Saturn's moon reveals its secrets
Nov 30, 2005
Europe's Huygens probe has made the first direct study of Saturn's largest moon Titan and its atmosphere. The probe landed on Titan in January after being released from its parent Cassini spacecraft on Christmas day 2004. The new data -- published by seven international research teams in Nature this week -- could lead to a better understanding of the frozen conditions that existed on the Earth when it was young.
Titan lies ten times further away from the Sun than Earth and has never been studied directly. Previous missions like the fly-by Voyager spacecraft in 1980 and 1981 were unable to penetrate through the thick organic haze surrounding the moon. Earlier this year, the Cassini mission took remote images of Titan while orbiting Saturn using various onboard instruments. But the Huygens probe has now made the first in-situ study of the moon’s atmosphere and surface using six different instruments.
Titan's atmosphere is mainly nitrogen, along with small amounts of organic material such as methane. The pressure at the surface is about 1.5 atmospheres, which is quite similar to the Earth, but the temperature is only about 90 K according to measurements made with the Huygens Atmospheric Structure Instrument (Nature 438 800). At such low temperatures, the methane in Titan's atmosphere could play a similar role to the water in Earth's atmosphere.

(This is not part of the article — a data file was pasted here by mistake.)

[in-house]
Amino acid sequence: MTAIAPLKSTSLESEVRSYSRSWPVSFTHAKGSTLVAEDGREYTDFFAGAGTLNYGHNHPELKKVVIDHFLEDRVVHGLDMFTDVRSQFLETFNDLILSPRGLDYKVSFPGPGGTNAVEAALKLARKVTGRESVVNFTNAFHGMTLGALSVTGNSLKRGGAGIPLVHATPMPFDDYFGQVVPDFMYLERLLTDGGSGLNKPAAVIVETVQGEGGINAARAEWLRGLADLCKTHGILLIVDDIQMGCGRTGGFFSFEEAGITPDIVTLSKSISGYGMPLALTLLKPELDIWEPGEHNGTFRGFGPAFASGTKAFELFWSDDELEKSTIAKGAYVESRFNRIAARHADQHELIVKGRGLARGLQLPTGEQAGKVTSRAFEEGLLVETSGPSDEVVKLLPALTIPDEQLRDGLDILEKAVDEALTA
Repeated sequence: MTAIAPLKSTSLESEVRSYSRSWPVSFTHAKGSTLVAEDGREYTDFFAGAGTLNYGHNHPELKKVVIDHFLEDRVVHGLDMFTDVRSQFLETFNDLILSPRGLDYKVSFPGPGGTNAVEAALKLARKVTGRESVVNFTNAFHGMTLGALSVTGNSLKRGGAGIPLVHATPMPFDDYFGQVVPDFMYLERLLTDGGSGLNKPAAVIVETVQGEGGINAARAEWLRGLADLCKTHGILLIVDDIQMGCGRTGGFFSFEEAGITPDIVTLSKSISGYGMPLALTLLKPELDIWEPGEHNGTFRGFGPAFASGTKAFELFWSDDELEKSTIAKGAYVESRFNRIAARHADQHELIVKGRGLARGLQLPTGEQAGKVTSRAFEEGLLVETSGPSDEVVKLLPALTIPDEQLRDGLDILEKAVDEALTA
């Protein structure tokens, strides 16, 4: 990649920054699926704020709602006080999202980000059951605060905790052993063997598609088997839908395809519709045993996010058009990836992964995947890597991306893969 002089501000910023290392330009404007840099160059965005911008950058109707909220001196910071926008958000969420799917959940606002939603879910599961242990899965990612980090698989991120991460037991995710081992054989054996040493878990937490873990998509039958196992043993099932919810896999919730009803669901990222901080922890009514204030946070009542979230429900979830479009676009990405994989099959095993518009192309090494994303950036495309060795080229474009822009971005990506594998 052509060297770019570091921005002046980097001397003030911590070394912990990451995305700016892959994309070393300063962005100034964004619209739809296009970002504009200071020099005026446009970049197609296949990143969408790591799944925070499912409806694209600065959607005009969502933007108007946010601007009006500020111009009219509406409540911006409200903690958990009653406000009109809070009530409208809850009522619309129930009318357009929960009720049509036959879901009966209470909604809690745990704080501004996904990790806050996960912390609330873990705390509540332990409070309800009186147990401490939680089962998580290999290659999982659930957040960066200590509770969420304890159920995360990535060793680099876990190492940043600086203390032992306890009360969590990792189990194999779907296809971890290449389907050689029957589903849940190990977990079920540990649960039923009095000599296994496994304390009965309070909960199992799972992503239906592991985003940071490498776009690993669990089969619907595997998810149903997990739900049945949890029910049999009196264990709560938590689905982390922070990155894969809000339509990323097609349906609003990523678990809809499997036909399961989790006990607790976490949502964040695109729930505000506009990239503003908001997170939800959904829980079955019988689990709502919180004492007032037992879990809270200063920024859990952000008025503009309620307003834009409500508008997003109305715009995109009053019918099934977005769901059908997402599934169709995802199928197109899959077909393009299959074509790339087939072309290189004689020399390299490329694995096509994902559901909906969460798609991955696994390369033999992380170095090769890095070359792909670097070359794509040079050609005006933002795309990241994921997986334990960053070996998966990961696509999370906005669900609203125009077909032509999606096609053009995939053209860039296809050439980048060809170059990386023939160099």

The aerosols that make up Titan's clouds have solid cores consisting of organic molecules containing carbon and nitrogen, according to data from another Huygens instrument -- the Aerosol Collector and Pyrolyser (Nature 438 796). It captured and heated aerosols in Titan's atmosphere when the probe descended onto the moon's surface. These aerosols were then sent to a Gas Chromatograph Mass Spectrometer, which found the presence of nitrogen-containing organic compounds that steadily fall onto Titan's surface as rain (Nature 438 779). The results also suggest that the nitrogen originally arrived on Titan as a mixture of compounds, such as ammonia, and then broke down into molecular nitrogen – like on Earth.
A further three papers describe various other characteristics of Titan. These include measurements of its winds, which blow in the same direction as the moon rotates and have speeds of about 1 metre per second. The Descent Imager/Spectral Radiometer (DISR) showed that Titan's landscape resembles that of Earth's except that features, like dry riverbeds, have been forged from liquid methane and not water. Finally, the surface of Titan has been found to have the consistency of wet sand but is made up of condensed methane, ice and aerosols.
About the author
Belle Dumé is science writer at PhysicsWeb